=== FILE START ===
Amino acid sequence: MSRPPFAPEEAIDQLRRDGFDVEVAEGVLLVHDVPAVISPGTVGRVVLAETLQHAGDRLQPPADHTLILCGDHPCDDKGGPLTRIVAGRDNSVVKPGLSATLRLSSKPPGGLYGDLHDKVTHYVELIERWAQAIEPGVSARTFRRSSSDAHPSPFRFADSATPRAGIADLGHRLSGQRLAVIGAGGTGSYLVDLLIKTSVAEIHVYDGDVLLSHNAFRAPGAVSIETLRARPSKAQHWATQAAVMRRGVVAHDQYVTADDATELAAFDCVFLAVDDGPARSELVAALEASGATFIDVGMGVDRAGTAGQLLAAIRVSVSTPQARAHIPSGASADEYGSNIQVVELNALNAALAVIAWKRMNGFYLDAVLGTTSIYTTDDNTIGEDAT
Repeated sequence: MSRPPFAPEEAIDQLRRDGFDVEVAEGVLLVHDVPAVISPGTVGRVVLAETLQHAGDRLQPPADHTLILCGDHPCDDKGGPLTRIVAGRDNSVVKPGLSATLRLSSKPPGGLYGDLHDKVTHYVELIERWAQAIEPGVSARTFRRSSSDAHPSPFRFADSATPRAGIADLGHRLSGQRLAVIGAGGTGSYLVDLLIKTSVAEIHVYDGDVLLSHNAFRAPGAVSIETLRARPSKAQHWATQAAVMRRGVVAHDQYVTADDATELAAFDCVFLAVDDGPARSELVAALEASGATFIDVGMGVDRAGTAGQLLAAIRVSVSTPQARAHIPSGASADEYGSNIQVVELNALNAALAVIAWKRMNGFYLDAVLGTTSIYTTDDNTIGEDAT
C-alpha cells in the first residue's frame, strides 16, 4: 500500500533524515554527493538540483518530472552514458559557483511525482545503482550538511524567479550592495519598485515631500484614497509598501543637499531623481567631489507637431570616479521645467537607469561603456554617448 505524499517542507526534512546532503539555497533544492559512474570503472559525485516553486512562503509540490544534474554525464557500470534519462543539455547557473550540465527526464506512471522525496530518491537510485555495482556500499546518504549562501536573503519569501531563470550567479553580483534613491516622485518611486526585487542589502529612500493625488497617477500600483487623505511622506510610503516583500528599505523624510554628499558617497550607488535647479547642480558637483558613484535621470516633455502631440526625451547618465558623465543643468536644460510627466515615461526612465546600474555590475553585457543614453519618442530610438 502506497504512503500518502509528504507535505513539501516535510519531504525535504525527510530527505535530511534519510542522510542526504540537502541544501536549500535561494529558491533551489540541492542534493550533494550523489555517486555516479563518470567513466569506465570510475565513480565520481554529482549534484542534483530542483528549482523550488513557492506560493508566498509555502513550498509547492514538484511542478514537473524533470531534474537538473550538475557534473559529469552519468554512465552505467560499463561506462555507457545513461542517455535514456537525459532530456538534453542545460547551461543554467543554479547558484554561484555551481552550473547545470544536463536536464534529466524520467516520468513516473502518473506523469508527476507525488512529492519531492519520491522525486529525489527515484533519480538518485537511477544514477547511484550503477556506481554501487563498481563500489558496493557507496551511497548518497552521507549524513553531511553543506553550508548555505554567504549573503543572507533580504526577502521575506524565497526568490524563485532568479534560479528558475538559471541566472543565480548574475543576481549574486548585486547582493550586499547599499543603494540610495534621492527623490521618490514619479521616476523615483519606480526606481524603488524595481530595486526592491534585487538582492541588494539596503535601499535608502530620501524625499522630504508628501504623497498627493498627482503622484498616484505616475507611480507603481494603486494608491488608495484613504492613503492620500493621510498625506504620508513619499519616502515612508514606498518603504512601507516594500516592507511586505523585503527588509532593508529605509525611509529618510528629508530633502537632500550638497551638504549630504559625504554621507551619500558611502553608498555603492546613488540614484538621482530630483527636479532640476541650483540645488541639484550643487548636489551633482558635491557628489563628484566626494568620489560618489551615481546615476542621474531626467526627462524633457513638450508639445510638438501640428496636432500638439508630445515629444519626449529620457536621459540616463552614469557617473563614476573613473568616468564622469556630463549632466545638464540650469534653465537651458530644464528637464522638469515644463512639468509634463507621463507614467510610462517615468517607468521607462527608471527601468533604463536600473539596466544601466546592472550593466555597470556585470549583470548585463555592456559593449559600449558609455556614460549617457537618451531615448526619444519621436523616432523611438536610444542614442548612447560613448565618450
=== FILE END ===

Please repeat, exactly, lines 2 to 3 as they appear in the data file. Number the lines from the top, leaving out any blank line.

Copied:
Repeated sequence: MSRPPFAPEEAIDQLRRDGFDVEVAEGVLLVHDVPAVISPGTVGRVVLAETLQHAGDRLQPPADHTLILCGDHPCDDKGGPLTRIVAGRDNSVVKPGLSATLRLSSKPPGGLYGDLHDKVTHYVELIERWAQAIEPGVSARTFRRSSSDAHPSPFRFADSATPRAGIADLGHRLSGQRLAVIGAGGTGSYLVDLLIKTSVAEIHVYDGDVLLSHNAFRAPGAVSIETLRARPSKAQHWATQAAVMRRGVVAHDQYVTADDATELAAFDCVFLAVDDGPARSELVAALEASGATFIDVGMGVDRAGTAGQLLAAIRVSVSTPQARAHIPSGASADEYGSNIQVVELNALNAALAVIAWKRMNGFYLDAVLGTTSIYTTDDNTIGEDAT
C-alpha cells in the first residue's frame, strides 16, 4: 500500500533524515554527493538540483518530472552514458559557483511525482545503482550538511524567479550592495519598485515631500484614497509598501543637499531623481567631489507637431570616479521645467537607469561603456554617448 505524499517542507526534512546532503539555497533544492559512474570503472559525485516553486512562503509540490544534474554525464557500470534519462543539455547557473550540465527526464506512471522525496530518491537510485555495482556500499546518504549562501536573503519569501531563470550567479553580483534613491516622485518611486526585487542589502529612500493625488497617477500600483487623505511622506510610503516583500528599505523624510554628499558617497550607488535647479547642480558637483558613484535621470516633455502631440526625451547618465558623465543643468536644460510627466515615461526612465546600474555590475553585457543614453519618442530610438 502506497504512503500518502509528504507535505513539501516535510519531504525535504525527510530527505535530511534519510542522510542526504540537502541544501536549500535561494529558491533551489540541492542534493550533494550523489555517486555516479563518470567513466569506465570510475565513480565520481554529482549534484542534483530542483528549482523550488513557492506560493508566498509555502513550498509547492514538484511542478514537473524533470531534474537538473550538475557534473559529469552519468554512465552505467560499463561506462555507457545513461542517455535514456537525459532530456538534453542545460547551461543554467543554479547558484554561484555551481552550473547545470544536463536536464534529466524520467516520468513516473502518473506523469508527476507525488512529492519531492519520491522525486529525489527515484533519480538518485537511477544514477547511484550503477556506481554501487563498481563500489558496493557507496551511497548518497552521507549524513553531511553543506553550508548555505554567504549573503543572507533580504526577502521575506524565497526568490524563485532568479534560479528558475538559471541566472543565480548574475543576481549574486548585486547582493550586499547599499543603494540610495534621492527623490521618490514619479521616476523615483519606480526606481524603488524595481530595486526592491534585487538582492541588494539596503535601499535608502530620501524625499522630504508628501504623497498627493498627482503622484498616484505616475507611480507603481494603486494608491488608495484613504492613503492620500493621510498625506504620508513619499519616502515612508514606498518603504512601507516594500516592507511586505523585503527588509532593508529605509525611509529618510528629508530633502537632500550638497551638504549630504559625504554621507551619500558611502553608498555603492546613488540614484538621482530630483527636479532640476541650483540645488541639484550643487548636489551633482558635491557628489563628484566626494568620489560618489551615481546615476542621474531626467526627462524633457513638450508639445510638438501640428496636432500638439508630445515629444519626449529620457536621459540616463552614469557617473563614476573613473568616468564622469556630463549632466545638464540650469534653465537651458530644464528637464522638469515644463512639468509634463507621463507614467510610462517615468517607468521607462527608471527601468533604463536600473539596466544601466546592472550593466555597470556585470549583470548585463555592456559593449559600449558609455556614460549617457537618451531615448526619444519621436523616432523611438536610444542614442548612447560613448565618450